A lot of things go through your mind in these situations. Why? I had plenty of fuel in the tank. Is the traffic behind me heavy or light? I should have made more of a front fender to keep the water off the motor. I wonder if my pods are too wet? Where is the next exit? Good thing I don't have to be back to work for another 8 days.
 I rode the shoulder for a mile or so and got off at the first exit. I made it to a parking lot and started troubleshooting. I figured the easiest thing to check was the air filter pods. I dug out a screwdriver from my saddlebag and removed the pods. When I fired the bike up it seemed to run ok.
 Some dude in a pickup truck gave me a thumbs up and said "I like the seat!"
 The rain was letting up so I hopped back on the interstate and continued eating up miles. Just about the time I was drying out, it started raining again. I watched as the water ran across my tank and dripped down in front of the carbs. The bike was drinking some rain water but running fine...until all of the sudden it started loosing power again. Huh, I guess the pods weren't the problem. I immediately exited and found a gas station. This time the plan was to find a can of wd40. I took my time spraying down every part of the ignition wiring and coil.
 While I did this some lady told me about her great grandpa the farmer who sat on an old seat just like that.

I know nobodys great grampa sat on a seat just like this. I used a cut-off wheel to modify the front outer sections. Before I did that I couldn't reach the ground with my feet.

  The bike fired right up and I continued south. Things were going fine until it started raining again. Once again I nursed the bike to somewhere safe I could work on it. Once again I hosed it down with wd40 and once again someone commented on the seat. "Did you ride that thing all the way from Wisconsin?"
 Back on the road the bike was buzzing along. I don't know how happy the motor was about being wound out all day but I know it was driving me crazy.  The motor felt fine but I couldn't stand looking at that tach. I tried not to look but the more I tried to forget about it, the more I thought about it. Ya know how sometimes you know you're in top gear but make that attempt to upshift anyway? I was getting sick of looking for seventh gear.  Luckily it started raining again and I forgot about the tach. I found myself anticipating the power loss I was sure would come. Man it was raining hard. It was getting dark and I was approaching Paducah, Kentucky so I decided this would be a good time to call it a day. Besides, I knew Raffertys served up some delicious cheeseburgers.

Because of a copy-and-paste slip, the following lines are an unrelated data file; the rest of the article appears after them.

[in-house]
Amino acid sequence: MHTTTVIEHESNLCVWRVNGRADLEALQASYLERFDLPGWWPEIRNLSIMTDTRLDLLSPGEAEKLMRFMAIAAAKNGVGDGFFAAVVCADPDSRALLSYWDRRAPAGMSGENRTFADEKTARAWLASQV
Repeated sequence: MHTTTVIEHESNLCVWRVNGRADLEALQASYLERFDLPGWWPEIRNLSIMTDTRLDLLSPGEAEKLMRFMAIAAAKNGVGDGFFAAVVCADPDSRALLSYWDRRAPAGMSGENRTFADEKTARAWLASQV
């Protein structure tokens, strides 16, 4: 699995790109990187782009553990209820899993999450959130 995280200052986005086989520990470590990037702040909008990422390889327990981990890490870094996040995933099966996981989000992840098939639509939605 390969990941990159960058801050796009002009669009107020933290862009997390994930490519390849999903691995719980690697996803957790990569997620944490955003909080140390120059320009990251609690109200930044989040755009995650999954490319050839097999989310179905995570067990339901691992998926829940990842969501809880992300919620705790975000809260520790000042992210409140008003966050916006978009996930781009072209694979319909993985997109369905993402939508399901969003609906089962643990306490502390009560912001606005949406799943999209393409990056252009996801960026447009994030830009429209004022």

I pulled under the motel marquee and was greeted by some fellow bikers seeking refuge from the weather. We exchanged stories of the road for a few minutes as I started peeling off a few wet layers of gear. One of them commented on how nice it was that the rain doesn't puddle up on my tractor seat full of holes. I agreed.
 The cheeseburger was good but not "the best cheeseburger ever" as I remembered them. I think the quality of the meal is directly related to the company you keep while dining. The company I'm referring to is the group I rode with a few years ago on this same run.
 Day two offered much dryer weather. I had to eat up a little bit more interstate before getting into hill country and it didn't take long for my mind to slip back into obsessing over the tach. Its really not much of a vacation if you are slowly driving yourself nuts. I decided I like the speed I was traveling so the only way to change the reading on the tach was to make it read zero. I pulled into a wayside, removed the fuel tank and snipped the wire. Ahh, relief.
 An old timer asked "Did that seat come off a hay rake?"
 The rest of the day included some enjoyable riding through the Smokey mountain national park followed by dinner with friends in Maggie Valley, NC.
 Monday I decided I wanted to investigate the "loss of power in the rain" issue a little closer. I purchased a tube of dielectric grease, pulled the fuel tank and began insulating all the connections under there. I also attached a temporary fender to help control water spray off the front tire. I did a bunch of riding that day and tuesday without any problems but then it didn't rain much either.